Reigakusha is helping to make a gagaku revival possible through its classical demonstrations as well as by performing new reigaku, or neo-gagaku, compositions arranged for the traditional 17-person ensemble. The Japan Society program on September 21 was split into two parts, ancient gagaku and neo-gagaku. Gagaku is performed without a conductor, a feat rarely attempted by ensembles of that size in the world of Western classical music. The musicians also did not use sheet music for the ancient portion. After the intermission, however, the performers returned with music stands to play two reigaku compositions: “Shotorashion” and “In an Autumn Garden” (Shuteiga).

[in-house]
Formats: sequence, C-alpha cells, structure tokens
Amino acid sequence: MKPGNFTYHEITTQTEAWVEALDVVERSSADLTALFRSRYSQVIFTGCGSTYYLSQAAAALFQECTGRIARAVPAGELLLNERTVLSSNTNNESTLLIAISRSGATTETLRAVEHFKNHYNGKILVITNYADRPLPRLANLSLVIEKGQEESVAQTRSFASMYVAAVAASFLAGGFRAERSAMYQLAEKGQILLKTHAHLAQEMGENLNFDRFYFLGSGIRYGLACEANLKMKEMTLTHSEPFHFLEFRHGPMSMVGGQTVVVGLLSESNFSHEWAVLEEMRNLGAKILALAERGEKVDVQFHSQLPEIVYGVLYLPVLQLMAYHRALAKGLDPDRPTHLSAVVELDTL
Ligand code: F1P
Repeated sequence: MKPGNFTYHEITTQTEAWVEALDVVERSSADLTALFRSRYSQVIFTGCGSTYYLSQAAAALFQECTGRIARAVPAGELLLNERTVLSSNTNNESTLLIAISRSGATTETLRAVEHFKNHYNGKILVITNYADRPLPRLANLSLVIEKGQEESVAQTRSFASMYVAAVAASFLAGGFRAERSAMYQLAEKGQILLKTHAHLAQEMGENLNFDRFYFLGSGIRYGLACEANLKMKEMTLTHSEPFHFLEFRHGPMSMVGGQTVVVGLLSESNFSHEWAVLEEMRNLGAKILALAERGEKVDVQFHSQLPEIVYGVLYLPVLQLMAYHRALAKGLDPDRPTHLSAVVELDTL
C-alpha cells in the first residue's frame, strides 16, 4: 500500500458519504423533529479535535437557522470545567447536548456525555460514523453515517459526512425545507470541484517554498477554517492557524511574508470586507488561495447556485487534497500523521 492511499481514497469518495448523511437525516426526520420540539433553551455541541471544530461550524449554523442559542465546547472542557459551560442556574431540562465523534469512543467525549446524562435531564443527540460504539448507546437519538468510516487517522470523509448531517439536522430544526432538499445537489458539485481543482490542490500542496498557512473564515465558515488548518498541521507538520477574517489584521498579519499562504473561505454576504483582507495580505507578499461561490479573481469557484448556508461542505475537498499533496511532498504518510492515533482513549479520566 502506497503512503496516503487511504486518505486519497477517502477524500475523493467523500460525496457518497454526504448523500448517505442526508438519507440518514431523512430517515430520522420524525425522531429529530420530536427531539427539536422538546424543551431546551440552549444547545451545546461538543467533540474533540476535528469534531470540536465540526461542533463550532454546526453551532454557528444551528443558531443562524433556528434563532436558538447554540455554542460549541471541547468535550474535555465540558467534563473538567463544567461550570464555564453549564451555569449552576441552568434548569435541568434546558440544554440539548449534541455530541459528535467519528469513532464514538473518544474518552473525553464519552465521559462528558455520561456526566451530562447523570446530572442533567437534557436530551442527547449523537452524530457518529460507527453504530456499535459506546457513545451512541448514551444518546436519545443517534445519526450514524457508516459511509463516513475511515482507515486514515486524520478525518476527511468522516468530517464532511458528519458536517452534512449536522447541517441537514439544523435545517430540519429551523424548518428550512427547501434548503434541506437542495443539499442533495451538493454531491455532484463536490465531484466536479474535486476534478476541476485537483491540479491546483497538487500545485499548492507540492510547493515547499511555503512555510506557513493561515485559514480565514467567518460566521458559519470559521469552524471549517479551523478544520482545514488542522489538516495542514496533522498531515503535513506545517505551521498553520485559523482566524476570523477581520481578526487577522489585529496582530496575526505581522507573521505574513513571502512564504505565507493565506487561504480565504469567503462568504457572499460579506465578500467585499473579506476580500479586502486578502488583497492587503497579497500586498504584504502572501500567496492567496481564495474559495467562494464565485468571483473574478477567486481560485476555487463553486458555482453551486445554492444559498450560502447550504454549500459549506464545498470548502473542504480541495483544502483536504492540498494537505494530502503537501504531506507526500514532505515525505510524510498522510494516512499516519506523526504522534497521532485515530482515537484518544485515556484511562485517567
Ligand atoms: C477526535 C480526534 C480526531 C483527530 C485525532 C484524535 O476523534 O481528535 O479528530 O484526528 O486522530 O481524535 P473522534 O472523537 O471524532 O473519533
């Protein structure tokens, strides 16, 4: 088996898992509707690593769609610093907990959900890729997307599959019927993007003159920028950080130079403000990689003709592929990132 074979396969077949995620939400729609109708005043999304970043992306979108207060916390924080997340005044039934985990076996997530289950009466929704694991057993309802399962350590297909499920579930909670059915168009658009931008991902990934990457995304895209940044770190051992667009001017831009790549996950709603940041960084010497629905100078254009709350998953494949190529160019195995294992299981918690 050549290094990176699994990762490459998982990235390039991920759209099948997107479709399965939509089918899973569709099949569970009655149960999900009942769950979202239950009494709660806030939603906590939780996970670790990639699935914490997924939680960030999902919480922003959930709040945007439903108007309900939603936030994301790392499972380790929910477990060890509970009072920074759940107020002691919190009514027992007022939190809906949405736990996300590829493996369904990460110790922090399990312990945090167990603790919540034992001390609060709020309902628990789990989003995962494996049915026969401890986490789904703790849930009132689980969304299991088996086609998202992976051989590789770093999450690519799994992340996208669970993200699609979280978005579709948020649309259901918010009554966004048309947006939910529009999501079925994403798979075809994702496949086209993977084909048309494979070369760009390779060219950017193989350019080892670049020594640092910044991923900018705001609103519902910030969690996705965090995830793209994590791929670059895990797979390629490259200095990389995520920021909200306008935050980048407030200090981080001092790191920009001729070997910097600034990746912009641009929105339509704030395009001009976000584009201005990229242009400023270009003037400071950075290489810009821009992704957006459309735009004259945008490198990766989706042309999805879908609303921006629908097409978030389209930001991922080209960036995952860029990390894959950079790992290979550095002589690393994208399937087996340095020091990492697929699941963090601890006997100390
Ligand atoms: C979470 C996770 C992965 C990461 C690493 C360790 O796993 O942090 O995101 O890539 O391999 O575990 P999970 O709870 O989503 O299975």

“Shotorashion” was composed by Reigakusha’s founder, Sukeyasu Shiba. He named the work after Shotora, one of the 12 divine generals in Japanese Buddhism, as a nod to the history that gagaku and the dharma share. The final work, “In an Autumn Garden” (Shuteiga), was written by Toru Takemitsu for the National Theatre in Tokyo in 1973. Takemitsu (1930–1996) was a pioneer of contemporary gagaku and a major influence for Shiba, who established the Reigakusha ensemble in 1985 to continue Takemitsu’s work.

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Love in Action

2008-05-09 | Love in Action

This is a 78-minute dharma talk from Zen Master Thich Nhat Hanh in Hanoi during the “Engaged Buddhism in the 21st Century” retreat. This is the fifth talk on May 9, 2008 and the talk is offered in English.

Teaching and Social Work